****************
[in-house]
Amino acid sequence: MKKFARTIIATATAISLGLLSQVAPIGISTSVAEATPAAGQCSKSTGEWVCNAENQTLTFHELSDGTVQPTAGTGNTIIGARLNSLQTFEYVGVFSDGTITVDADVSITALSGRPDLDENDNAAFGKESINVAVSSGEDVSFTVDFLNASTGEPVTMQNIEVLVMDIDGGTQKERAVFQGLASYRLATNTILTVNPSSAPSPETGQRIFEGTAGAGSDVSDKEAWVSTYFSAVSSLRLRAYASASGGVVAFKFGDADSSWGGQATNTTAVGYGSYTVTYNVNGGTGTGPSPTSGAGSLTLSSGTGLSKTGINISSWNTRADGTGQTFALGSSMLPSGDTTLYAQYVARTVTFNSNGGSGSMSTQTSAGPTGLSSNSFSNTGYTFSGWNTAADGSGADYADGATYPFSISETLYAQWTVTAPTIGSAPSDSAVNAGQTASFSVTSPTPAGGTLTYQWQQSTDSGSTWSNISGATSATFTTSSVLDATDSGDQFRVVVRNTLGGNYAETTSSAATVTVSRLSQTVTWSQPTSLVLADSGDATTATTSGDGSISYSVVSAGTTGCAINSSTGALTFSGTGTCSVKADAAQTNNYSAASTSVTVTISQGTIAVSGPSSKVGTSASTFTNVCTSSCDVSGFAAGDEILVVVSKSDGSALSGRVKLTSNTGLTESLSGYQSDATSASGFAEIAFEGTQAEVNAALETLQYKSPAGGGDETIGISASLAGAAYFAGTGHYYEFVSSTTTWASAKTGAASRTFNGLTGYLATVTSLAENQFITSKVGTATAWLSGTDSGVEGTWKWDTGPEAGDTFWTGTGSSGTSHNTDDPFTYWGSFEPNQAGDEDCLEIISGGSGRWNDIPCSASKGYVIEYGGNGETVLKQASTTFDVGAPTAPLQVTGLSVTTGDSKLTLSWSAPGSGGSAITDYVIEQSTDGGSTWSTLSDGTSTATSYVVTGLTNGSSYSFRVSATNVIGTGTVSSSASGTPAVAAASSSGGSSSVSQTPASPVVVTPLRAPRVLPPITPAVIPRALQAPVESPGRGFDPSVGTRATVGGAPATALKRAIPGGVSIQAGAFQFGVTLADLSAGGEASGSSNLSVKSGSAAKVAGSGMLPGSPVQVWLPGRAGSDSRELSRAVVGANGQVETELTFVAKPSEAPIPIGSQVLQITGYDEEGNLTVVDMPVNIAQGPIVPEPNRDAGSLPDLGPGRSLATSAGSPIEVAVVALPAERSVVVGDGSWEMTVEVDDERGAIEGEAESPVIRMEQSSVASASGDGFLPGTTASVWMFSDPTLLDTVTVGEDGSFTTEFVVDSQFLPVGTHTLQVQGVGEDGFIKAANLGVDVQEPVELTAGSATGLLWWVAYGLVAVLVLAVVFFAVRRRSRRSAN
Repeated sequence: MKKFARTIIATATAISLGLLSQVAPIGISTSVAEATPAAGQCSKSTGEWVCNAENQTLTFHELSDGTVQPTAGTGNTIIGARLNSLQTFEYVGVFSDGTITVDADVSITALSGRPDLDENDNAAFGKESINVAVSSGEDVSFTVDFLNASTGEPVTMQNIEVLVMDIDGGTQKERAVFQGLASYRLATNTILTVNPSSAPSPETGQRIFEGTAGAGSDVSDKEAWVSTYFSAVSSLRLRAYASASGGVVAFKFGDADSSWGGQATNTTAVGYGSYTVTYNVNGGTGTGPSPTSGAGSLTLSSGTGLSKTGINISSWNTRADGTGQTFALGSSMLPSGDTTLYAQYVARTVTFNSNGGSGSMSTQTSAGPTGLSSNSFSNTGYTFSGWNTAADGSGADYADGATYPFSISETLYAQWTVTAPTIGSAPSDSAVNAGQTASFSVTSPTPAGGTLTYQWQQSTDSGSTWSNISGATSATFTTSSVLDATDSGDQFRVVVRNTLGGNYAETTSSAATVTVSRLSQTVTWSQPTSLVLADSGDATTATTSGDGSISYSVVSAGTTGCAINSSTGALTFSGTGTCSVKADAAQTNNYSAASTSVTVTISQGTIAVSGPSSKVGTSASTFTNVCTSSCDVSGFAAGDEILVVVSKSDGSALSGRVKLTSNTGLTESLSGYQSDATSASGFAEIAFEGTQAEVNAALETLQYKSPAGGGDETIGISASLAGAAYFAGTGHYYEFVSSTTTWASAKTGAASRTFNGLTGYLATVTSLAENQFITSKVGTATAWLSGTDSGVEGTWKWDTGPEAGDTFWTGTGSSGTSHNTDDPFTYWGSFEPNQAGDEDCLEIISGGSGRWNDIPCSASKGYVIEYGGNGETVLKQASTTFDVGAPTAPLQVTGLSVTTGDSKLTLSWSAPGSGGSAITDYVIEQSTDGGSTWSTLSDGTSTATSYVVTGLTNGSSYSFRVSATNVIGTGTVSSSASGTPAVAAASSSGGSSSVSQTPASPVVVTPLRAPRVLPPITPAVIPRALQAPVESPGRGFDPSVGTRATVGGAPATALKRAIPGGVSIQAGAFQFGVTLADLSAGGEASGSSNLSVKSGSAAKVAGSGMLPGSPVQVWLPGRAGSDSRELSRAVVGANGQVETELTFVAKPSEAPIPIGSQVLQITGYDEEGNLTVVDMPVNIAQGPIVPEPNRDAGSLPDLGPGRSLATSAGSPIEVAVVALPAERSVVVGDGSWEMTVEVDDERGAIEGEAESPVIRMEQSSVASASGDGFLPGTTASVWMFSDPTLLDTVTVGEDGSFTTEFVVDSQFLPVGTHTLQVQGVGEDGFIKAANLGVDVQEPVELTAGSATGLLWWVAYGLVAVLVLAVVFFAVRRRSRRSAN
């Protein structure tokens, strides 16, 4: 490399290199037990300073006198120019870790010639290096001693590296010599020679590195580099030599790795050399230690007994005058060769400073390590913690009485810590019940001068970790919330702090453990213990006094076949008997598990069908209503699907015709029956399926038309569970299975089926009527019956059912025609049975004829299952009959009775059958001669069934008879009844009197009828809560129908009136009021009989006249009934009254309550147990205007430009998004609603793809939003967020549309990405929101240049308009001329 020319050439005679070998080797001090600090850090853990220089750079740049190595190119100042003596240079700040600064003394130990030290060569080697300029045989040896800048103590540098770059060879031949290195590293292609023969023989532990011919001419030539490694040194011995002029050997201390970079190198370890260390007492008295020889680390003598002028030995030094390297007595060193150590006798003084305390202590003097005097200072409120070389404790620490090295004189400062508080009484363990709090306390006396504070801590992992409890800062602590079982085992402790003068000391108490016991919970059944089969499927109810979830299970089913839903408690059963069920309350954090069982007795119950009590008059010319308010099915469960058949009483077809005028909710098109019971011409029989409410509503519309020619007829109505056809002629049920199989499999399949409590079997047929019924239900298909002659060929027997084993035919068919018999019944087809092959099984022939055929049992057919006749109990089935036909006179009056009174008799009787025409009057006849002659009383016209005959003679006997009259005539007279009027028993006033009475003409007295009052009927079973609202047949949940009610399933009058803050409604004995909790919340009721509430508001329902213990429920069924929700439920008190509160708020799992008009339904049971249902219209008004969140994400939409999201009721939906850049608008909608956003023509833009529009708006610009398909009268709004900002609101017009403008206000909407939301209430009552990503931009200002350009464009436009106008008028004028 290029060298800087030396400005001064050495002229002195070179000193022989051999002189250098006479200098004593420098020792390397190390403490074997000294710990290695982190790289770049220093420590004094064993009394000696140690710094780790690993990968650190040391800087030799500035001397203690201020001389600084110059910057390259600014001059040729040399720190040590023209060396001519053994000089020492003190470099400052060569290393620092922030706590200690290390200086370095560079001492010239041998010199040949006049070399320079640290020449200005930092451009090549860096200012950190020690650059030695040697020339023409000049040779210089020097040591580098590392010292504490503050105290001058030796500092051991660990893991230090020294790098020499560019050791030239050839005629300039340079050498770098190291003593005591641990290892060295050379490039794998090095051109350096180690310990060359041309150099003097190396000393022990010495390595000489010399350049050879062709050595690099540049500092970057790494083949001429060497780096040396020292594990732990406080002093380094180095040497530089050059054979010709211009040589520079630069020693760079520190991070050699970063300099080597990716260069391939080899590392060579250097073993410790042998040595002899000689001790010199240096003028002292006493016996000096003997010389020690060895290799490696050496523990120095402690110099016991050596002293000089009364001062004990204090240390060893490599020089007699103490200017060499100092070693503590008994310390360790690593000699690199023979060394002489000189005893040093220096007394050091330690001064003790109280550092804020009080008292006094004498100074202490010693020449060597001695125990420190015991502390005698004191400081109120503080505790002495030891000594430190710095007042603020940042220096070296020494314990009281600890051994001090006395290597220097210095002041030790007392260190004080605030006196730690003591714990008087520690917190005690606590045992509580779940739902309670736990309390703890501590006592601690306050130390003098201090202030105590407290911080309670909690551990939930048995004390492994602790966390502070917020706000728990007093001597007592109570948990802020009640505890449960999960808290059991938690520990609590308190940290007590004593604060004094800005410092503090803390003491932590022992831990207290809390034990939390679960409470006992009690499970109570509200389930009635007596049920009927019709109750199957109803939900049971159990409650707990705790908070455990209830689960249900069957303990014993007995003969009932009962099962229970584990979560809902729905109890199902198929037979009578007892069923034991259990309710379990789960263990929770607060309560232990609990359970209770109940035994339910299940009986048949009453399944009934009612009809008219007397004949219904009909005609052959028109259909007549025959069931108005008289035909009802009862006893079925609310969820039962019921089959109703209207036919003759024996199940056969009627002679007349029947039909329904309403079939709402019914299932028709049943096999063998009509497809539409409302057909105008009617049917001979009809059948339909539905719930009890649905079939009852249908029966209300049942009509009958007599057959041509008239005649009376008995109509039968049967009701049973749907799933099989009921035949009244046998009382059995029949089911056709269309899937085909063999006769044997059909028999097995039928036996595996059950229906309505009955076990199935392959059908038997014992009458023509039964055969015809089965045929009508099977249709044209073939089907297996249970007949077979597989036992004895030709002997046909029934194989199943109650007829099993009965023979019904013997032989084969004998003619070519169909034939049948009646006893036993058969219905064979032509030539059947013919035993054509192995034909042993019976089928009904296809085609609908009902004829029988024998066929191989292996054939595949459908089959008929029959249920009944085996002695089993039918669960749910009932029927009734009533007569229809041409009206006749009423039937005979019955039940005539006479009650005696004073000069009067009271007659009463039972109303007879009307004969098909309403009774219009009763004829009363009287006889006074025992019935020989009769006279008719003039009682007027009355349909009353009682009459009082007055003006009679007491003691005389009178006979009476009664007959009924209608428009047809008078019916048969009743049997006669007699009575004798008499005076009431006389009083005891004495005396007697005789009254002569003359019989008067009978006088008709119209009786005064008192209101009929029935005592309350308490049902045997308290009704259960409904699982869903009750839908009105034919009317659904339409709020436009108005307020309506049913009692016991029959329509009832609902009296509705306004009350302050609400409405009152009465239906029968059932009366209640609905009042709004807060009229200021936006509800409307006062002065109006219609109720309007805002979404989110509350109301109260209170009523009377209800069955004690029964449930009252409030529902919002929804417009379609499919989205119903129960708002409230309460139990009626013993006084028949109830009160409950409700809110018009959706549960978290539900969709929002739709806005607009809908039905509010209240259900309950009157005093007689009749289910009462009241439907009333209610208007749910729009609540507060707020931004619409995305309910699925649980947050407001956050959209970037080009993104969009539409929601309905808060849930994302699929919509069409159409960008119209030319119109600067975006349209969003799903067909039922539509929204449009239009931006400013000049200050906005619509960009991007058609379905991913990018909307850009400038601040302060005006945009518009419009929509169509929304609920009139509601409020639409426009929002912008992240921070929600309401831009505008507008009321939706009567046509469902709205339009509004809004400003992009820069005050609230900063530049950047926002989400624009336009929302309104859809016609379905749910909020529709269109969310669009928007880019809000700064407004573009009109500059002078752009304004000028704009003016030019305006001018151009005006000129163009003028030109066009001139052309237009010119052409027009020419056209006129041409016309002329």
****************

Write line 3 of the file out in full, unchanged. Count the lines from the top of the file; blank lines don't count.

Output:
Repeated sequence: MKKFARTIIATATAISLGLLSQVAPIGISTSVAEATPAAGQCSKSTGEWVCNAENQTLTFHELSDGTVQPTAGTGNTIIGARLNSLQTFEYVGVFSDGTITVDADVSITALSGRPDLDENDNAAFGKESINVAVSSGEDVSFTVDFLNASTGEPVTMQNIEVLVMDIDGGTQKERAVFQGLASYRLATNTILTVNPSSAPSPETGQRIFEGTAGAGSDVSDKEAWVSTYFSAVSSLRLRAYASASGGVVAFKFGDADSSWGGQATNTTAVGYGSYTVTYNVNGGTGTGPSPTSGAGSLTLSSGTGLSKTGINISSWNTRADGTGQTFALGSSMLPSGDTTLYAQYVARTVTFNSNGGSGSMSTQTSAGPTGLSSNSFSNTGYTFSGWNTAADGSGADYADGATYPFSISETLYAQWTVTAPTIGSAPSDSAVNAGQTASFSVTSPTPAGGTLTYQWQQSTDSGSTWSNISGATSATFTTSSVLDATDSGDQFRVVVRNTLGGNYAETTSSAATVTVSRLSQTVTWSQPTSLVLADSGDATTATTSGDGSISYSVVSAGTTGCAINSSTGALTFSGTGTCSVKADAAQTNNYSAASTSVTVTISQGTIAVSGPSSKVGTSASTFTNVCTSSCDVSGFAAGDEILVVVSKSDGSALSGRVKLTSNTGLTESLSGYQSDATSASGFAEIAFEGTQAEVNAALETLQYKSPAGGGDETIGISASLAGAAYFAGTGHYYEFVSSTTTWASAKTGAASRTFNGLTGYLATVTSLAENQFITSKVGTATAWLSGTDSGVEGTWKWDTGPEAGDTFWTGTGSSGTSHNTDDPFTYWGSFEPNQAGDEDCLEIISGGSGRWNDIPCSASKGYVIEYGGNGETVLKQASTTFDVGAPTAPLQVTGLSVTTGDSKLTLSWSAPGSGGSAITDYVIEQSTDGGSTWSTLSDGTSTATSYVVTGLTNGSSYSFRVSATNVIGTGTVSSSASGTPAVAAASSSGGSSSVSQTPASPVVVTPLRAPRVLPPITPAVIPRALQAPVESPGRGFDPSVGTRATVGGAPATALKRAIPGGVSIQAGAFQFGVTLADLSAGGEASGSSNLSVKSGSAAKVAGSGMLPGSPVQVWLPGRAGSDSRELSRAVVGANGQVETELTFVAKPSEAPIPIGSQVLQITGYDEEGNLTVVDMPVNIAQGPIVPEPNRDAGSLPDLGPGRSLATSAGSPIEVAVVALPAERSVVVGDGSWEMTVEVDDERGAIEGEAESPVIRMEQSSVASASGDGFLPGTTASVWMFSDPTLLDTVTVGEDGSFTTEFVVDSQFLPVGTHTLQVQGVGEDGFIKAANLGVDVQEPVELTAGSATGLLWWVAYGLVAVLVLAVVFFAVRRRSRRSAN